There is much to celebrate and Earth Day is an opportunity to focus on those good things: biodiversity, water, clean(er) air … life, living, loving, and caring for and about others – these are aspects that the down time the virus has brought to us. Time to think about the food we eat, where it comes from, what we eat, how much food we really need, how to be innovative about making meals from food we already have at home instead making a needless trip to the local supermarket.

The internet abounds with ideas on how to cook / bake with ever fewer ingredients; how versatile other ingredients can be as substitutes for those we have run out of. Are we eating less / more healthy food / snacking less? Those with gardens appear to be appreciating them more – I certainly do – and have greater empathy for those who do not.

Earth Day this year is one of contemplation and appreciation. As we have been housebound for 27 days now I look back with a sense of nostalgia to various trips we have undertaken to game reserves in South Africa – at the time, never doubting that we could return whenever we had both the time and the resources to get there. The virus had other ideas.

We do not have to travel very far to observe Cattle Egrets as flocks of them follow the Urban Herd around all day and many fly over our garden at the end of each day on their way to perch in one of the tall trees near the centre of town.

Ostriches are always a delight to see in the various game reserves we have visited in the country. We used to see a lot more being farmed around here – South Africa provides 60% of the ostrich-meat supply market despite farmers having to battle with problems such as drought and avian influenza – which has made these birds very familiar over time. They are still wondrous to see in the wild.

Now we can only imagine and remember the joy of driving round the corner of a dirt road to meet an Elephant and her calf walking towards us.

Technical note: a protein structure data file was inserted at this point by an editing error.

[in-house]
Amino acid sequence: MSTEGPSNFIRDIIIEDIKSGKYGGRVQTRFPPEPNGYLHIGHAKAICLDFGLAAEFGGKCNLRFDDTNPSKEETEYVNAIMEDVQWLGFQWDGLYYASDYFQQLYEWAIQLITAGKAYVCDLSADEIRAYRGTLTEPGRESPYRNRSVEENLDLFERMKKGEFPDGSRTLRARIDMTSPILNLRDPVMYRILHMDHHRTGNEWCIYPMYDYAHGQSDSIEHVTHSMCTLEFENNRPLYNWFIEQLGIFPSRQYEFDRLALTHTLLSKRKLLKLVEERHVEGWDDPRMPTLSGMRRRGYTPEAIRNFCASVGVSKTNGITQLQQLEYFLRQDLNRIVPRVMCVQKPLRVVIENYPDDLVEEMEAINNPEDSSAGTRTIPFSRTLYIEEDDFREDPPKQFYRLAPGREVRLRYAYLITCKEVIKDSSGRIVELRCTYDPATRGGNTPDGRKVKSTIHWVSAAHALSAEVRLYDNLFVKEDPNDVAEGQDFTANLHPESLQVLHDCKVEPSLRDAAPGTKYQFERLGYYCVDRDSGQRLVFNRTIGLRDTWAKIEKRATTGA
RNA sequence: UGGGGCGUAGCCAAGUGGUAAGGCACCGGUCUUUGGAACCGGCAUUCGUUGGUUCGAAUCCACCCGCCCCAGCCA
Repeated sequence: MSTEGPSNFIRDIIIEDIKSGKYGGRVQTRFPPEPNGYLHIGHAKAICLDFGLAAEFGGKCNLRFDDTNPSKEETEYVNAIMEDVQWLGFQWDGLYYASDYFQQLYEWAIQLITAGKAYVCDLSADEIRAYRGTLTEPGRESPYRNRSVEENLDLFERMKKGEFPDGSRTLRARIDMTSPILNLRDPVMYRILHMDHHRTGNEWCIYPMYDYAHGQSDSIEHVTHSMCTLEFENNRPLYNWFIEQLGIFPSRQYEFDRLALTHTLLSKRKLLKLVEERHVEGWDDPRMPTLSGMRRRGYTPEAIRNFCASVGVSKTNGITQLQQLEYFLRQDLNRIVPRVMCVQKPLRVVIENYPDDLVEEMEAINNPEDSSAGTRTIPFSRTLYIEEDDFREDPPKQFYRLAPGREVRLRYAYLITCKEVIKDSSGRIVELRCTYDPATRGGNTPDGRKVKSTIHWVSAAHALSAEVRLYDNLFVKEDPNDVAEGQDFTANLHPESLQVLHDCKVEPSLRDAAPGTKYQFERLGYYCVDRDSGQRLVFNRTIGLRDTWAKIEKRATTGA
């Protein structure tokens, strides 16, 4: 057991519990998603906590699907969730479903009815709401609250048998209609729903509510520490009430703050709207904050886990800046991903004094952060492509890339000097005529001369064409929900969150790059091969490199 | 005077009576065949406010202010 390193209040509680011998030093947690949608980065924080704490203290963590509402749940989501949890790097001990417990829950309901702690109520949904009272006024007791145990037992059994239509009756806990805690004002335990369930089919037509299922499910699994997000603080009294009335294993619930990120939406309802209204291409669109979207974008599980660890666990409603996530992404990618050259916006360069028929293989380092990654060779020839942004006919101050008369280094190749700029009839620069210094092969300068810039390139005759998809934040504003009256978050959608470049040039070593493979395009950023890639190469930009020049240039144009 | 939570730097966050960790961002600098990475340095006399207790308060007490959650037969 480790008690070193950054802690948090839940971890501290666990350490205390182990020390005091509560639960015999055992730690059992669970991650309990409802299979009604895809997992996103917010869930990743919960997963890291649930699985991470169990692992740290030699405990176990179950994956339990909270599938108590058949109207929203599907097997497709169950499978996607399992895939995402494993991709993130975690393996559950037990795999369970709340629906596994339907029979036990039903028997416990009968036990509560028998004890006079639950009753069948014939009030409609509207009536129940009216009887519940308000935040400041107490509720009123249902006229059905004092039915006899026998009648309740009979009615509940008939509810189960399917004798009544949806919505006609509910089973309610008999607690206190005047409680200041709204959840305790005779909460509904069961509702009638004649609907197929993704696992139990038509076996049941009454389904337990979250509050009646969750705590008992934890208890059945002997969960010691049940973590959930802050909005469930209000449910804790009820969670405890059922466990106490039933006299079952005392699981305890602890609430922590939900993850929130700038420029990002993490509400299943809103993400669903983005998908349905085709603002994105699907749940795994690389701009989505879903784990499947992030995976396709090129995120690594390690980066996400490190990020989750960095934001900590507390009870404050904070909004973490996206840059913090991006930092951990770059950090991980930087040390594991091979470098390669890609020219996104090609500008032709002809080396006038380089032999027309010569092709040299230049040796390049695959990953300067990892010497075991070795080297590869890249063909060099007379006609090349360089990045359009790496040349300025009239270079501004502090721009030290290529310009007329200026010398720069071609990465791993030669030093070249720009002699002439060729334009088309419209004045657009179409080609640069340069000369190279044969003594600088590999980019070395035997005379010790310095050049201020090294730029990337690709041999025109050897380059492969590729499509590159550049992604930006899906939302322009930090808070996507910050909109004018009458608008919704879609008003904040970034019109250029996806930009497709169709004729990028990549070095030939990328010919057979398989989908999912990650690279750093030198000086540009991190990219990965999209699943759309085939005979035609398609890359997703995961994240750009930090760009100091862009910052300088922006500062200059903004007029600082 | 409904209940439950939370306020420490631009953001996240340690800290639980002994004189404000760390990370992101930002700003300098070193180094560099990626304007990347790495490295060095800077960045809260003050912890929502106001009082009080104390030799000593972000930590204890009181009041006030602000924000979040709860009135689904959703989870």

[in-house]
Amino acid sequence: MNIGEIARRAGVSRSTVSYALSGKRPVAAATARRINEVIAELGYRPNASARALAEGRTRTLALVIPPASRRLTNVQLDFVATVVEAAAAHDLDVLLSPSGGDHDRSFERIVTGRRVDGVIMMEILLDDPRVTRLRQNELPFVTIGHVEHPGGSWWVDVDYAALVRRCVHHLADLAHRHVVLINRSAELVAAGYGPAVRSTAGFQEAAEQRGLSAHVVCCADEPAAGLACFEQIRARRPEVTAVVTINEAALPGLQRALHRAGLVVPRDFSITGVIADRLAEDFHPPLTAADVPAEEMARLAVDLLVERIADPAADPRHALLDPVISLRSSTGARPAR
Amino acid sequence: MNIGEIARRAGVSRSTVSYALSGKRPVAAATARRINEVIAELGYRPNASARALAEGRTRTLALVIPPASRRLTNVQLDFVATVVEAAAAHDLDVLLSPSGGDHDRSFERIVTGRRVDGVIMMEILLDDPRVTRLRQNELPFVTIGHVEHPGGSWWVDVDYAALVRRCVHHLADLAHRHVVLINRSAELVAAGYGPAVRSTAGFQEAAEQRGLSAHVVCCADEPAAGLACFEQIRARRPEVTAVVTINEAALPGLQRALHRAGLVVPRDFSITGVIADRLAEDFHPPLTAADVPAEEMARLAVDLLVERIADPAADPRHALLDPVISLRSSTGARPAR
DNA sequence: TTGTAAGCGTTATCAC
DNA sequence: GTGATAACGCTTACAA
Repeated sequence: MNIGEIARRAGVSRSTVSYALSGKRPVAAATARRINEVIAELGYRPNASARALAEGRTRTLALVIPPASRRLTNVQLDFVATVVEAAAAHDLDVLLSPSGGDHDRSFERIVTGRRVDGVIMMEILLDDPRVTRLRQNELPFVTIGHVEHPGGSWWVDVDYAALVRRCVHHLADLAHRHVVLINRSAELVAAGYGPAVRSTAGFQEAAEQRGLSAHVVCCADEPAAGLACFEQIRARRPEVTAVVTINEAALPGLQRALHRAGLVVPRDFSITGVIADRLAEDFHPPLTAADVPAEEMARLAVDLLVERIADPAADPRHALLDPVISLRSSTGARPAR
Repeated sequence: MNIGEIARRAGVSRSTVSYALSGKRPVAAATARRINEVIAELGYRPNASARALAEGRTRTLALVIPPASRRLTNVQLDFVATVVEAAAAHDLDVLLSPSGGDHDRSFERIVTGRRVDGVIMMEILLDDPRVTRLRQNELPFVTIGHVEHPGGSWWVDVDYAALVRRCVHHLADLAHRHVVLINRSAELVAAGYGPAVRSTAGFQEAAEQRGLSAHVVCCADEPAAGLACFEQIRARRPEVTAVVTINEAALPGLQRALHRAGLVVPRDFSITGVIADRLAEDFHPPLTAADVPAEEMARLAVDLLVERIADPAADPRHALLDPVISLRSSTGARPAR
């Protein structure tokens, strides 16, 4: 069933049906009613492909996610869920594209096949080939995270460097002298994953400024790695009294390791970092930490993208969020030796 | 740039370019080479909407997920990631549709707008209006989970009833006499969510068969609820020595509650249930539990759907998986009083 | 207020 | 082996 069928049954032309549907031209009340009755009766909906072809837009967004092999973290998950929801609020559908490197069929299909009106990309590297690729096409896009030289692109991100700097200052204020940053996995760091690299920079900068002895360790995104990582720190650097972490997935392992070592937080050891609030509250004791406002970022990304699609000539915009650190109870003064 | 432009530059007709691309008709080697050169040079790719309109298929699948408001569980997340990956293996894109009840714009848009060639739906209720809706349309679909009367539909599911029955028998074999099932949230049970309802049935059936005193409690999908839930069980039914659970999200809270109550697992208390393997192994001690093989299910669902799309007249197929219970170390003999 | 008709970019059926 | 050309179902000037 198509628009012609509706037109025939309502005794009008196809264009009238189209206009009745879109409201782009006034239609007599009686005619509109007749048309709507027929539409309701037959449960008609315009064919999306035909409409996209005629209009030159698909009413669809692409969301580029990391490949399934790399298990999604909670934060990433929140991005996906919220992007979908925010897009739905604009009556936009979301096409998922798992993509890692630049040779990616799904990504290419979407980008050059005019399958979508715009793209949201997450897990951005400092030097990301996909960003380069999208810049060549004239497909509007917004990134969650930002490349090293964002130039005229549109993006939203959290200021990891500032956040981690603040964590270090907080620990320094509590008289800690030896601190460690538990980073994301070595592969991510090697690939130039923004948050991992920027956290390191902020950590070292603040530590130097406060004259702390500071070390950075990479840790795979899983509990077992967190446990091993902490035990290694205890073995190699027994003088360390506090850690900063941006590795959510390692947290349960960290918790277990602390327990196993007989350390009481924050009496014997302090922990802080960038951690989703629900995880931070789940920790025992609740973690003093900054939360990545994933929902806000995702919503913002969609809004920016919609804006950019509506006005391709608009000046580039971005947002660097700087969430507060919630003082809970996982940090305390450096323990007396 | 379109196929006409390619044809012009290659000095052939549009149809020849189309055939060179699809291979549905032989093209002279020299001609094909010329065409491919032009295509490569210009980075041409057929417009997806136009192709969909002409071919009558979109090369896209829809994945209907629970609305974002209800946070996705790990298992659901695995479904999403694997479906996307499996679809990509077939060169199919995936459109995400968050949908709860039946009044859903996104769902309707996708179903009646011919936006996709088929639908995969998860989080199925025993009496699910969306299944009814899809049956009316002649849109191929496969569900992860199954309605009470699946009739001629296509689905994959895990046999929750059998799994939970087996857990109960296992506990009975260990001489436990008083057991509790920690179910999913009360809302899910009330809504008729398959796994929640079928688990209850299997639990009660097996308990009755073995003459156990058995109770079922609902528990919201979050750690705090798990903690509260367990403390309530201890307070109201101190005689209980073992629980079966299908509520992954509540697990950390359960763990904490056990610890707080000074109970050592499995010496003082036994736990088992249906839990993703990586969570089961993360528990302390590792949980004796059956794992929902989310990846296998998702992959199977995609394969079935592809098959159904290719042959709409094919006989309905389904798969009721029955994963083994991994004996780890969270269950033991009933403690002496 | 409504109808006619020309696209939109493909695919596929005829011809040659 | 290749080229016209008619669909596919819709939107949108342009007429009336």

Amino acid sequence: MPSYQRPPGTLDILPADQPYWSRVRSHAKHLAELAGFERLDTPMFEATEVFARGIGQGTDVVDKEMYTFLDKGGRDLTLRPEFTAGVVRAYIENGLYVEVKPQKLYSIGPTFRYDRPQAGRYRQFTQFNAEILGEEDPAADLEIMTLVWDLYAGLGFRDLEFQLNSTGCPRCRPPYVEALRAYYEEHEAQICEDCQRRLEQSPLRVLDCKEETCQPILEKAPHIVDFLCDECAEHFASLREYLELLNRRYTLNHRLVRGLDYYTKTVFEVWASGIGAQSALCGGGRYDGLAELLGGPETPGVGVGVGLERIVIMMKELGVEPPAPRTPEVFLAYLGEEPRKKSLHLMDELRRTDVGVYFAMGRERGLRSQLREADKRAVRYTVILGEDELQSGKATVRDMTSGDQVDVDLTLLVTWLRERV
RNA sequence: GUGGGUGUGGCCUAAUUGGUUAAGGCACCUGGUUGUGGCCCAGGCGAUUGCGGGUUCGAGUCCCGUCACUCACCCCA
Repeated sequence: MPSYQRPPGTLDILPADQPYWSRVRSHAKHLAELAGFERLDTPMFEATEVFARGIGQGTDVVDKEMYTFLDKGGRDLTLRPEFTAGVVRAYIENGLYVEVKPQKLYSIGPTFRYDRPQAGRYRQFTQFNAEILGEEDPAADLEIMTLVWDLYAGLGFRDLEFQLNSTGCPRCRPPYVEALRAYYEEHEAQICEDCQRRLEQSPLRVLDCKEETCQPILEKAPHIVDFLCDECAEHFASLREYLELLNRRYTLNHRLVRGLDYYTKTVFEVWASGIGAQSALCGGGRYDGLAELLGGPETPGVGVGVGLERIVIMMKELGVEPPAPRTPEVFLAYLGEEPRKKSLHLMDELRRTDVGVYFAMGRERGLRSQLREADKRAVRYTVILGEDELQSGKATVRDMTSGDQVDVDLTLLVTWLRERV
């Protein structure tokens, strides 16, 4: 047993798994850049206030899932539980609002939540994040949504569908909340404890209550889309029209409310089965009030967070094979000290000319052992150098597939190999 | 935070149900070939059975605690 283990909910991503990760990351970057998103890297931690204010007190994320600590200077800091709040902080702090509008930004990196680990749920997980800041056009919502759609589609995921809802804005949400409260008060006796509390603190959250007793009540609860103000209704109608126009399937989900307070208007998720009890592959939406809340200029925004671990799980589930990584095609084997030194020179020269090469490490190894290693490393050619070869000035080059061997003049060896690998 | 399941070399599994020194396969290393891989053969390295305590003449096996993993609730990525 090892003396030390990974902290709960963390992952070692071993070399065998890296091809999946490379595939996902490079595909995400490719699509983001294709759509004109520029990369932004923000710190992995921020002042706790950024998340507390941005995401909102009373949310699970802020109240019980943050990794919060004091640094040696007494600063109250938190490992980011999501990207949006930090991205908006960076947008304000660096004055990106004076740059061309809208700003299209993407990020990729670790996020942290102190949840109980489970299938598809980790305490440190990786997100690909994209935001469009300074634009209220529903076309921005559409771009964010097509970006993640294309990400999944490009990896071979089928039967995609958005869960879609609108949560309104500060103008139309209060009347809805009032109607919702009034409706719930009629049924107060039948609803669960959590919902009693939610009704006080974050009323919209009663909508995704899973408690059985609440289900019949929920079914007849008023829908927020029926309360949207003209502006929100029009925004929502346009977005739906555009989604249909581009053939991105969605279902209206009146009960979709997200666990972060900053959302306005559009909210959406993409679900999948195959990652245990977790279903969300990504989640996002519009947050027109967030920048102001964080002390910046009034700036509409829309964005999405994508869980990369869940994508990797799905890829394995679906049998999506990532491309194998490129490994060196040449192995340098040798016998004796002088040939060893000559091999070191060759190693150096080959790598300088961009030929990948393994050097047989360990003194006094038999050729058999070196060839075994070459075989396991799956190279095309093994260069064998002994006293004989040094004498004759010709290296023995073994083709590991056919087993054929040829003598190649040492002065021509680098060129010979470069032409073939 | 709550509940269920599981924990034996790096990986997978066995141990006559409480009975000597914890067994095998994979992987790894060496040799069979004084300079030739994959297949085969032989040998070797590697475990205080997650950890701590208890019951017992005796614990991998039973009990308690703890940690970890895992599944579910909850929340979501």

When will I see a Waterbuck again?

Or Impala grazing in the rain?

Or a Lioness looking at me contemplatively?

These and all the other birds and animals will still be there when we are ‘free’ again. I remain thankful for that.

Enjoy Earth Day in your own way.

THE OLD AND THE YOUNG LION

It is every tourist’s dream to happen upon a lion when they visit one of our many national parks. There was a frisson of excitement when a passing motorist told us of a lion a few kilometers ahead of us. “You should hear it roaring”, he said with a smile. That is unusual, I thought as we continued along the narrow dirt road and eagerly scanned the tawny grass. Indeed, we could hear it roaring moments before we were able to spot it lying in the open grassland.

He is an old lion; the scars on his face and the teeth missing between his canines are evidence of this. Despite the heat of the day, this old lion was simply lying down in the grass and roaring – to the delight of the occupants of the two vehicles parked on the road, watching him. After some time he rose to his feet and began walking across the veld.

His body is covered in scars, some in the shape of slashes while others look as though the wounds had been much larger. His face is criss-crossed with scars. As he walked, we got the opportunity to see the size of his enormous front paws.

He was heading for the scanty shade cast by a scrubby thorn bush. Once there, he flopped down, looked around for a few minutes then lay flat – almost ‘disappearing’ into the grass.

The following day we came across a young lion resting just below the level of the road in the shade. Look at his smooth face and wind-blown mane.

He was content. He didn’t mind the excited whispers or the clicking of cameras. From his position on the side of the hill he was king of all he could survey … the youngster eyeing his future, while somewhere down in the valley below the older lion was waiting for the end of his.

NOTE: Please click on a photograph if you wish to see a larger image.

 

REFLECTIONS 4

Look at these pools of reflection in a gold fob watch, creating worlds within worlds.

Reflections in nature provide endless fascination and, in this case, add to the peaceful atmosphere of the hippo pool in Ekutheleni early one morning.

The reflection of the lion drinking at Rooidam in the Addo Elephant National Park adds to the grandeur of the scene.